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Are bedbugs becoming more resistant?

Bedbugs (or “bed bugs”) are a common source of irritation worldwide, especially in hotel rooms. The spread of the biting insects has been facilitated by international travel. Bedbugs (such as Cimex lectularius) are parasitic insects of the cimicid family that feed exclusively on blood. C. lectularius feeds on human blood. The insect derives its name from its preferred habitat — warm houses and especially near or inside beds and bedding. The bugs are very hardy and can last for a year without feeding; moreover, a pregnant female is capable of infecting an entire building.

Outbreaks of the bug are normally dealt with through the use of fumigation or bait traps using insecticides. These methods are typically effective. However, in recent years various insecticides are proving to be less effective. A team of researchers think they know the reason why. The insects appear to be developing thicker skins and these are proving to be relatively impenetrable to the common chemical treatments (a fact borne out by comparative electron microgaphs.)

The more resistant bugs appear to have a thicker exoskeleton called the cuticle. For example, in one study it required just 0.3 nanograms of neonics to kill half of a non-resistant colony; however, it needed over 10,000 nanograms to kill the same percentage of resistant forms of the insects.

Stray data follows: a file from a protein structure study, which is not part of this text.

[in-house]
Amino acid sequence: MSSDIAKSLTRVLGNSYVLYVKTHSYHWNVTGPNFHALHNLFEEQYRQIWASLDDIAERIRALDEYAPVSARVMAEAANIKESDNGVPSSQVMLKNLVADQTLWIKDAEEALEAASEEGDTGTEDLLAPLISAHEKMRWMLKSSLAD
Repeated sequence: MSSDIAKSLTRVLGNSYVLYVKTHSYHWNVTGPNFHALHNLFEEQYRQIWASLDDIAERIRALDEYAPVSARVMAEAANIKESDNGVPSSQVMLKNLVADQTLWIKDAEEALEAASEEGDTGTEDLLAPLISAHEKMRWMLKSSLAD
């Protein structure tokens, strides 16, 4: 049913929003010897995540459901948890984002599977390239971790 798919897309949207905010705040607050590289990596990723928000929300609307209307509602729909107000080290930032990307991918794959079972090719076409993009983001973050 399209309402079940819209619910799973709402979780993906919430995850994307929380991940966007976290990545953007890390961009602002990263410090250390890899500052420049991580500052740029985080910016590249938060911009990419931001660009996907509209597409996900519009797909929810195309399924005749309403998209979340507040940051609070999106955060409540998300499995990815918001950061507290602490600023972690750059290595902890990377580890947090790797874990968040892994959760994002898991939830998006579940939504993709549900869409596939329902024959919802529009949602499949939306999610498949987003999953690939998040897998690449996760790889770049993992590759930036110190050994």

To address the growing resistance, scientists are keen to find out the biological mechanism at play so that a drug candidate can be developed for a new generation of insecticides to beat them.

The findings, gathered by Australian researchers, indicate that the level of insecticide required to kill the more resistant bedbugs needs concentrations 1,000 times larger than those needed to eliminate non-resistant creatures.

The research has been published in the journal PLOS One. The research carries the title “Cuticle Thickening in a Pyrethroid-Resistant Strain of the Common Bed Bug, Cimex lectularius L. (Hemiptera: Cimicidae).”

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Dr. Tim Sandle is Digital Journal's Editor-at-Large for science news. Tim specializes in science, technology, environmental, business, and health journalism. He is additionally a practising microbiologist; and an author. He is also interested in history, politics and current affairs.

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